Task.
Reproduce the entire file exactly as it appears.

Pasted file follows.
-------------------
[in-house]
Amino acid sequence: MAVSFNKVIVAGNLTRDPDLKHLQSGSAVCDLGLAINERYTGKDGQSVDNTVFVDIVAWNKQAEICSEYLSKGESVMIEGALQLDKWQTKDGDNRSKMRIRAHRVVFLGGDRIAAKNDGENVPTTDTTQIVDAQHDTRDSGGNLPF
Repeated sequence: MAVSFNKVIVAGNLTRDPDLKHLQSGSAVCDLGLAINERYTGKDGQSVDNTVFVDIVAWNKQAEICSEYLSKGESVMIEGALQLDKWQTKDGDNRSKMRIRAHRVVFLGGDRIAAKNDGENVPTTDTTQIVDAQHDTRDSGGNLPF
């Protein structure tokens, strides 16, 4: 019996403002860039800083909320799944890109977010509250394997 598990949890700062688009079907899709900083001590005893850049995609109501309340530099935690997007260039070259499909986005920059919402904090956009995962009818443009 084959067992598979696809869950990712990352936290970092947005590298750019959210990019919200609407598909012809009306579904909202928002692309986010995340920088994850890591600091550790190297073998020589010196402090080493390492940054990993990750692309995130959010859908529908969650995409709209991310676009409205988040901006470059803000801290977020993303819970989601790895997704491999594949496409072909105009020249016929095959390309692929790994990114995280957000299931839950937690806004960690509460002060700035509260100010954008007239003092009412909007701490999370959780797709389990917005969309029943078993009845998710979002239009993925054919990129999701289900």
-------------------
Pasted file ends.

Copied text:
[in-house]
Amino acid sequence: MAVSFNKVIVAGNLTRDPDLKHLQSGSAVCDLGLAINERYTGKDGQSVDNTVFVDIVAWNKQAEICSEYLSKGESVMIEGALQLDKWQTKDGDNRSKMRIRAHRVVFLGGDRIAAKNDGENVPTTDTTQIVDAQHDTRDSGGNLPF
Repeated sequence: MAVSFNKVIVAGNLTRDPDLKHLQSGSAVCDLGLAINERYTGKDGQSVDNTVFVDIVAWNKQAEICSEYLSKGESVMIEGALQLDKWQTKDGDNRSKMRIRAHRVVFLGGDRIAAKNDGENVPTTDTTQIVDAQHDTRDSGGNLPF
């Protein structure tokens, strides 16, 4: 019996403002860039800083909320799944890109977010509250394997 598990949890700062688009079907899709900083001590005893850049995609109501309340530099935690997007260039070259499909986005920059919402904090956009995962009818443009 084959067992598979696809869950990712990352936290970092947005590298750019959210990019919200609407598909012809009306579904909202928002692309986010995340920088994850890591600091550790190297073998020589010196402090080493390492940054990993990750692309995130959010859908529908969650995409709209991310676009409205988040901006470059803000801290977020993303819970989601790895997704491999594949496409072909105009020249016929095959390309692929790994990114995280957000299931839950937690806004960690509460002060700035509260100010954008007239003092009412909007701490999370959780797709389990917005969309029943078993009845998710979002239009993925054919990129999701289900």